Hartman recommends that farmers should plant aphid-resistant varieties if they have experienced aphid problems in the past. In addition, farmers should closely monitor aphid populations in their fields and spray when populations reach the economic threshold level, approximately 250 aphids per plant. If farmers find threshold populations on resistant varieties, they should contact their local Extension agent.
Fortunately aphid infestations can easily be controlled with insecticides, Hill said. However the question of timing becomes a key factor that requires scouting of fields and entomologist recommendations regarding threshold levels. Hartman said farmers can save some of their yield if they follow guidelines found in U of I Extension literature.
"Soybean aphids have a closer relationship with their host than other bugs," Hill said. "They can feed on other plants, but they only readily reproduce during the summer months on soybean. They suck all of the life out of the plant in a matter of weeks, causing tremendous yield loss for farmers. This makes scouting crucial."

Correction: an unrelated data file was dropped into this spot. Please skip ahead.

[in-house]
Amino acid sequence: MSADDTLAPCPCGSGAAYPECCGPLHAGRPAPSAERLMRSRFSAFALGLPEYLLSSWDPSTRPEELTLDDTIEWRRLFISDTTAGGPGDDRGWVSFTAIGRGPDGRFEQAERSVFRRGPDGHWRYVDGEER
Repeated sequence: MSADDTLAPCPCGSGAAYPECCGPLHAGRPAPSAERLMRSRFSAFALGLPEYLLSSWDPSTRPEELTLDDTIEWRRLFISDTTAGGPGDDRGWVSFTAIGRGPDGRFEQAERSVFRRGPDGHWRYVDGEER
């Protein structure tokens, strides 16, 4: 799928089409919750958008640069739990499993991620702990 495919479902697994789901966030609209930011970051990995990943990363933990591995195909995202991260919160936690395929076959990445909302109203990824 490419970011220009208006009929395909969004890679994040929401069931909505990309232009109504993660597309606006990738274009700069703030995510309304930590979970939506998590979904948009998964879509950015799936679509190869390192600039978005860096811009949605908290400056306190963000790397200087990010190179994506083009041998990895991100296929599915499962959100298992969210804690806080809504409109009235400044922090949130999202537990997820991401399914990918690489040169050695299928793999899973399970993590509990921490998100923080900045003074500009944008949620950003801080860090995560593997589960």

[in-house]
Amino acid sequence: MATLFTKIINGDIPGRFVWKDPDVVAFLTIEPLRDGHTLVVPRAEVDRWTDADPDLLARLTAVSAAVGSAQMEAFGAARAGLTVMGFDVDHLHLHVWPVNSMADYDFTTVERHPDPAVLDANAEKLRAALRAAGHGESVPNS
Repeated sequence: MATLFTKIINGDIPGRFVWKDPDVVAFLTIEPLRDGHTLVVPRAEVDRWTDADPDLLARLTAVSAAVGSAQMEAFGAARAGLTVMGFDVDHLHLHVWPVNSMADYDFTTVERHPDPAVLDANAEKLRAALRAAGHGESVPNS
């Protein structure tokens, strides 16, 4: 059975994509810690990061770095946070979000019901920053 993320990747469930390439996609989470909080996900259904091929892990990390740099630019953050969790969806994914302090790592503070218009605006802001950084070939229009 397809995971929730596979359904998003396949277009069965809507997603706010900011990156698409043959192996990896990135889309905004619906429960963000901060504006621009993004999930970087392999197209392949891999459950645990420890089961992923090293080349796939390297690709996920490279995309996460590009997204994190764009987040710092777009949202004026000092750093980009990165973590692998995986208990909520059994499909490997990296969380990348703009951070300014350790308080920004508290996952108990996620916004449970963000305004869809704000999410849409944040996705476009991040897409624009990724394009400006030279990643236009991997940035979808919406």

U of I researchers are continuing to look for new resistance genes while studying the genomics of the soybean aphid to better understand its virulence. Hill believes plant resistance can provide an effective, economical and sustainable method of insect control.
"We hope the use of molecular markers to identify biotypes will be available soon so we can take samples in the field and perform quick DNA tests to determine distribution of these biotypes," Hill said. "Our goal is to help the soybean seed industry determine where to market soybean varieties with particular soybean aphid resistance genes to ultimately help producers select a
|Contact: Jennifer Shike|
University of Illinois at Urbana-Champaign